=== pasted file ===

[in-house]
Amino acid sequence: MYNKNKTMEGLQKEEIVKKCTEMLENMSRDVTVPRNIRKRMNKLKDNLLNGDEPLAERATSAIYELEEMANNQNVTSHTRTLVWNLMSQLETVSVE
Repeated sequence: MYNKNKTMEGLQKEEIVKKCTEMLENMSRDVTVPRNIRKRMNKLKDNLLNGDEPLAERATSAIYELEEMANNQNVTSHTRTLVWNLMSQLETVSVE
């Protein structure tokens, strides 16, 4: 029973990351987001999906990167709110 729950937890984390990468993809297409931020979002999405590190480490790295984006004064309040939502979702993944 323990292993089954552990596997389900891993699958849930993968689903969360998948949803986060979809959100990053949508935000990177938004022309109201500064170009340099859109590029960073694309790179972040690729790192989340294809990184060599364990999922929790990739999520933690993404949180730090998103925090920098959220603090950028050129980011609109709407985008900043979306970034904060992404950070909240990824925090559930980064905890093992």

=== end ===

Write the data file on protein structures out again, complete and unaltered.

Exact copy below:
[in-house]
Amino acid sequence: MYNKNKTMEGLQKEEIVKKCTEMLENMSRDVTVPRNIRKRMNKLKDNLLNGDEPLAERATSAIYELEEMANNQNVTSHTRTLVWNLMSQLETVSVE
Repeated sequence: MYNKNKTMEGLQKEEIVKKCTEMLENMSRDVTVPRNIRKRMNKLKDNLLNGDEPLAERATSAIYELEEMANNQNVTSHTRTLVWNLMSQLETVSVE
């Protein structure tokens, strides 16, 4: 029973990351987001999906990167709110 729950937890984390990468993809297409931020979002999405590190480490790295984006004064309040939502979702993944 323990292993089954552990596997389900891993699958849930993968689903969360998948949803986060979809959100990053949508935000990177938004022309109201500064170009340099859109590029960073694309790179972040690729790192989340294809990184060599364990999922929790990739999520933690993404949180730090998103925090920098959220603090950028050129980011609109709407985008900043979306970034904060992404950070909240990824925090559930980064905890093992």